Republicans, after all, are the party of Rep. Marjorie Taylor-Greene of Georgia, whose calls for Democrats to be assassinated were just exposed by CNN. And while there's some performative hand-wringing from some Republican leaders on this, the easy bet here is that nothing will be done to sideline or eject Taylor-Greene from their caucus. It is for the same reason that 90% of Republican senators just signed off on the idea of not blocking Trump from running for office again, due to his fascistic insurrection. They know most of their voters are fine with outright overturning democracy now and are only too happy to follow suit. 

This isn't a mere matter of political differences. This is an entire political party rejecting the very idea that political differences should be hammered out with democratic deliberation. Instead, they're backing — however cowardly, with their disingenuous process arguments — a president who tried to end democracy through violence. 

Democrats have long liked to talk up "bipartisanship" and "compromise" because mainstream pundits reward them for it and voters — especially the kinds of voters who barely follow politics — react warmly to those words during focus groups. It sounds so nice, doesn't it, getting together with people who you disagree with, having a beer and coming to some sort of agreement? Of course, people like that fantasy, especially if they're largely unfamiliar with how obstructionist Republicans have become in the past couple of decades. 

And sure, it makes raw political sense to appeal to those fantasies in campaign ads and even to make theatrical but ineffectual gestures towards bipartisanship in public. But what has been foolish for a long time now is actually trying to make good on the idea of compromise with Republicans so radical that their idea of "unity" and "compromise" is they get everything they want and Democrats can walk off a short pier.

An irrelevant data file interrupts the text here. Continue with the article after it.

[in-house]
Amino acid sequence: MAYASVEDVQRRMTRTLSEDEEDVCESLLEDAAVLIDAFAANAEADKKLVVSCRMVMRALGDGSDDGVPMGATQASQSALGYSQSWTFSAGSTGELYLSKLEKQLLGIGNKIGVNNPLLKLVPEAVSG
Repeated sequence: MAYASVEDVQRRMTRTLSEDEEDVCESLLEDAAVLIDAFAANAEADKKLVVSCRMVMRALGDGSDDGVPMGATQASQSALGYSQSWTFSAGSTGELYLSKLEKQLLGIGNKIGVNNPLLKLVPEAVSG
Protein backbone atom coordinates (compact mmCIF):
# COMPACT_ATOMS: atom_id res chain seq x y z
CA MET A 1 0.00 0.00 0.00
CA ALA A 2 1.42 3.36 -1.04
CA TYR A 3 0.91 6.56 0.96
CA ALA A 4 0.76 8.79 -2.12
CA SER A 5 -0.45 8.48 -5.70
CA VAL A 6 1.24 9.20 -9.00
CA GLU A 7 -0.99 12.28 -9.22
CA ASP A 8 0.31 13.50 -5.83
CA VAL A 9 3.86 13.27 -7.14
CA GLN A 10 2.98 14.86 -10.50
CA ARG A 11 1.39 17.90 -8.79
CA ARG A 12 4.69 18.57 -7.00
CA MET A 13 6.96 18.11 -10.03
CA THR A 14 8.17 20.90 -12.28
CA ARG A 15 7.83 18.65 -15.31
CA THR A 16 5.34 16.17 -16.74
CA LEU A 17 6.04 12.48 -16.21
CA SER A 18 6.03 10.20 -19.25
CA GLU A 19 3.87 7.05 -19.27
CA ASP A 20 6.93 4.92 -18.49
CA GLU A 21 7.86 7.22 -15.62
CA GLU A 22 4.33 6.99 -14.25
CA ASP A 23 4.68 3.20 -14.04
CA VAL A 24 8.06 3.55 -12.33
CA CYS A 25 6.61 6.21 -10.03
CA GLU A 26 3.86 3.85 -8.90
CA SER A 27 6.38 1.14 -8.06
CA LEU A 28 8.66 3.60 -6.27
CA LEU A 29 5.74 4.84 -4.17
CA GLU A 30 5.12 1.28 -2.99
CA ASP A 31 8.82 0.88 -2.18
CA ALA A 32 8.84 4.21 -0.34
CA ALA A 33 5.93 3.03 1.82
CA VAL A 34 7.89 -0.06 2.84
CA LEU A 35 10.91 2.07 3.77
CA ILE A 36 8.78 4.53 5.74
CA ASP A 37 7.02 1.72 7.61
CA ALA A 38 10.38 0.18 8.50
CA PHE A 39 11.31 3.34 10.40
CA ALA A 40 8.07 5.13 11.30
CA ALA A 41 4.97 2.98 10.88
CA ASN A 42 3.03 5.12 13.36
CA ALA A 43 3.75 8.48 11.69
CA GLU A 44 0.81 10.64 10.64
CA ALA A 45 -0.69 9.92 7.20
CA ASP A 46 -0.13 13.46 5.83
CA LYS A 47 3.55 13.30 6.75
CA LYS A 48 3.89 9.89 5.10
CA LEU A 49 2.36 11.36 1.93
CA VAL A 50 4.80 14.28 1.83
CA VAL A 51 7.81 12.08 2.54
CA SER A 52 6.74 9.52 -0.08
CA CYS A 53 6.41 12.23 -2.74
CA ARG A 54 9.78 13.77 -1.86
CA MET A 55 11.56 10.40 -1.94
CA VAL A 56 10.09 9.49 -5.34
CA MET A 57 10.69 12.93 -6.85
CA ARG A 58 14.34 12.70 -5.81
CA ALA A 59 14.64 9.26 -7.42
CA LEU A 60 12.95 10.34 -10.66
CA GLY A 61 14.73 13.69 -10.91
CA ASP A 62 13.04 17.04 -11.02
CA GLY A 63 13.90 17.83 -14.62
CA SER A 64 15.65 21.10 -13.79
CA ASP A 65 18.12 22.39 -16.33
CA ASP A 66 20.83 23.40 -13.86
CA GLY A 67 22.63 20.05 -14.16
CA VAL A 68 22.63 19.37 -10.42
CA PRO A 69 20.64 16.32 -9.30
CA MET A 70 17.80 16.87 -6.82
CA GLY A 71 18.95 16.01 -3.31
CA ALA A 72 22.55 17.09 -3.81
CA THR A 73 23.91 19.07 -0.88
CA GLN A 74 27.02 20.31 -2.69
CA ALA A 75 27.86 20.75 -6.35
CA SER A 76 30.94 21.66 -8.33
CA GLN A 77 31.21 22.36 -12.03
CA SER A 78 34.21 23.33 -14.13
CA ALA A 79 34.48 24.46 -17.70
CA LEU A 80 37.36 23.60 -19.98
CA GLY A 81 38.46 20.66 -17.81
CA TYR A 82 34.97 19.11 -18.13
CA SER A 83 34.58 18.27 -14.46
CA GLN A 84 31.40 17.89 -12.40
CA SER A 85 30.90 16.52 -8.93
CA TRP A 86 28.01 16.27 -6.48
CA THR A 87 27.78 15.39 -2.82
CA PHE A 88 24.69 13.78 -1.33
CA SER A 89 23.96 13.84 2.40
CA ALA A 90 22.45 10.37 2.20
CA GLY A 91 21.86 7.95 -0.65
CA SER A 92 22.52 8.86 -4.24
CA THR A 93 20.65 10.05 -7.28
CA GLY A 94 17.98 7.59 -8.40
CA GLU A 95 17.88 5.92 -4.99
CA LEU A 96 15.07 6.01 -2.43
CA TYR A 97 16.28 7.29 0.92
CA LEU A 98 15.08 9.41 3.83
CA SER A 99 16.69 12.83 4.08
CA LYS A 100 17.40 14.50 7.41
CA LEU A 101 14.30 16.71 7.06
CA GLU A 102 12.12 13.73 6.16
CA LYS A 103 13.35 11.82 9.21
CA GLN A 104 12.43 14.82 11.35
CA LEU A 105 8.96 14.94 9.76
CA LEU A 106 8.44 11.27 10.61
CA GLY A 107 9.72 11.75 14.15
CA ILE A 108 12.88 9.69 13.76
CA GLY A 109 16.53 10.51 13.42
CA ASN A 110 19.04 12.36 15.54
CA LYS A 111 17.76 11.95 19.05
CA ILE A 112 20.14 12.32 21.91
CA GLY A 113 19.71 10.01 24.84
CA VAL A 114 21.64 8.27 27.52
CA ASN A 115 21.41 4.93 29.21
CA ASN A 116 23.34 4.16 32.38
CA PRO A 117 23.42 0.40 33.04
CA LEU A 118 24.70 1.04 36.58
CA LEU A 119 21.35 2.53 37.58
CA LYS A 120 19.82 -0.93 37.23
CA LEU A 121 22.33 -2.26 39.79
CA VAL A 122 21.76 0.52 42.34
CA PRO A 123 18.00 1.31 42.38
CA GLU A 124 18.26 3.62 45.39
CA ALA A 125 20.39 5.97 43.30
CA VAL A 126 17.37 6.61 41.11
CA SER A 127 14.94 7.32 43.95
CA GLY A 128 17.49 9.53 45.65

Now, the situation has grown more dire. Sitting in a room trying to compromise with Republicans means trying to work with people who are just fine with Trump sending a violent mob after Congress. So fine, in fact, that they aren't interested in taking what should be a sensible step in convicting Trump so that he can't run for office again.

And no, the fact that Trump's coup failed is no excuse to not take it seriously. At the risk of having people yell "Godwin's law" at me (though Mike Godwin himself said it doesn't count in with actual fascism on the rise), it's worth remembering that Hitler's first attempt to overthrow democracy also failed. Giving men like Trump a chance to regroup and try again is not a good idea!

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Even the most devout believers in "bipartisanship" must understand that the idea is built upon a more fundamental idea, which is democracy itself. That's the whole point of democratic governance, that different political factions have to work through problems deliberatively, instead of trying to cheat or use violence.

The Republicans have become radicalized against democracy itself. They've elected to put themselves outside of the systems of democratic discourse. It's really okay to take them at their word and stop trying to work in the system with people who are happy to destroy the system. It is furthermore a moral obligation to minimize contact and compromise with people who are just fine with sedition. 

There are a lot of reasons to overturn the filibuster sooner rather than later, starting with the fact that Americans elected Democrats to get things done and will not re-elect them if they fail to make good on that promise. But the moral seriousness of the problem just rose dramatically with Tuesday's vote. Republicans are faced with a stark choice between supporting or rejecting democracy. As long as they continue to do the latter, Democrats should shun Republicans as much as possible, instead of carrying on like everything is normal. 

By Amanda Marcotte

Amanda Marcotte is a senior politics writer at Salon and the author of "Troll Nation: How The Right Became Trump-Worshipping Monsters Set On Rat-F*cking Liberals, America, and Truth Itself." Follow her on Twitter @AmandaMarcotte and sign up for her biweekly politics newsletter, Standing Room Only.